Liberty Authentication Context Specification. Edited by Paul Madsen (Entrust, Inc.). Version 1.0. Reference: liberty-architecture-authentication-context-v1.0. 11-July-2002. 35 pages. "This specification defines a syntax for the definition of authentication context statements and an initial list of Liberty authentication context classes... Authentication context is defined as the information additional to the authentication assertion itself that the service provider may require before it makes an entitlements decision... Liberty will not prescribe a single technology, protocol, or policy for the processes by which identity providers issue identities to Principals and by which those Principals subsequently authenticate themselves to the identity provider... If the service provider is to place sufficient confidence in the authentication assertions it receives from an identity provider, it will be necessary for the service provider to know which technologies, protocols, and processes were used or followed for the original authentication mechanism on which the authentication assertion is based. Armed with this information and trusting the origin of the actual assertion, the service provider will be better able to make an informed entitlements decision regarding what services the subject of the authentication assertion should be allowed to access."
Liberty Architecture Implementation Guidelines. Edited by Lena Kannappan (France Telecom) and Matthieu Lachance (Openwave Systems Inc.). Version 1.0. Reference: liberty-architecture-impl-guidelines-v1.0. 11-July-2002. 12 pages. "This document defines the recommended implementation guidelines and checklists for the Liberty architecture focused on deployments for the service-providing entities: service providers, identity providers, and Liberty-enabled clients or proxies (LECPs). It is intended to provide recommended implementation guidelines to Liberty component developers to help them decide what they need to implement to meet their business needs... The document also provides a checklist of requirements based on the following Liberty architecture specification categories that implementers can use to advertise their supported feature set: (a) Functionality in the Liberty protocols and schemas described (b) Bindings and profiles defined for each Liberty protocol type (specific interactions between identity providers, service providers, and LECPs) (c) The authentication request and reply context-specific information."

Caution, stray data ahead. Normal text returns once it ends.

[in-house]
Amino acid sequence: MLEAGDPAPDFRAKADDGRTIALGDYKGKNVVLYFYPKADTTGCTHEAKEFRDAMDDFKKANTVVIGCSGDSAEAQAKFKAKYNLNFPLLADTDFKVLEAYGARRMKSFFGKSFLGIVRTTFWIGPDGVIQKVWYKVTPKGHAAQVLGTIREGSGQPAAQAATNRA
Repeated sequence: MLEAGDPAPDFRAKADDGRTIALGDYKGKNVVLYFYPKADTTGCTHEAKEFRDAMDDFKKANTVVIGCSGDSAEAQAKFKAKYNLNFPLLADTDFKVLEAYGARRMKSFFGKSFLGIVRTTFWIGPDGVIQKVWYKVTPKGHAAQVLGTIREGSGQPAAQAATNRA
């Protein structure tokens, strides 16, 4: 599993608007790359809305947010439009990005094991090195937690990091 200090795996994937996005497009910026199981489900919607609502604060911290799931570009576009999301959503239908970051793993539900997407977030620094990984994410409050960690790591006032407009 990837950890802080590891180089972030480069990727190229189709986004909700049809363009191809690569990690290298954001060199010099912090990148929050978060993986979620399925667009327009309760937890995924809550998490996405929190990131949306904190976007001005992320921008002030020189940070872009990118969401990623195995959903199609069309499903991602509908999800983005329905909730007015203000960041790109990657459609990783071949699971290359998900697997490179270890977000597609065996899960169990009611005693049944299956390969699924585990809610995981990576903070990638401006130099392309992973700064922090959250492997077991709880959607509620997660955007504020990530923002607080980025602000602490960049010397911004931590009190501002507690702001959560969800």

From the FAQ document:
On July 15, 2002 the Liberty Alliance announced public availability of its version 1.0 specifications, the consortium's open, platform-agnostic specifications for federated network identity. The version 1.0 specifications focus on interoperability between systems to enable opt-in account linking and simplified sign-on functionality. This allows users to decide whether to link accounts with various identity providers and makes it easier for both consumers and businesses to take advantage of the growing Web services space. The Liberty Alliance also released guidance on how its next set of specifications will build on the version 1.0 specifications.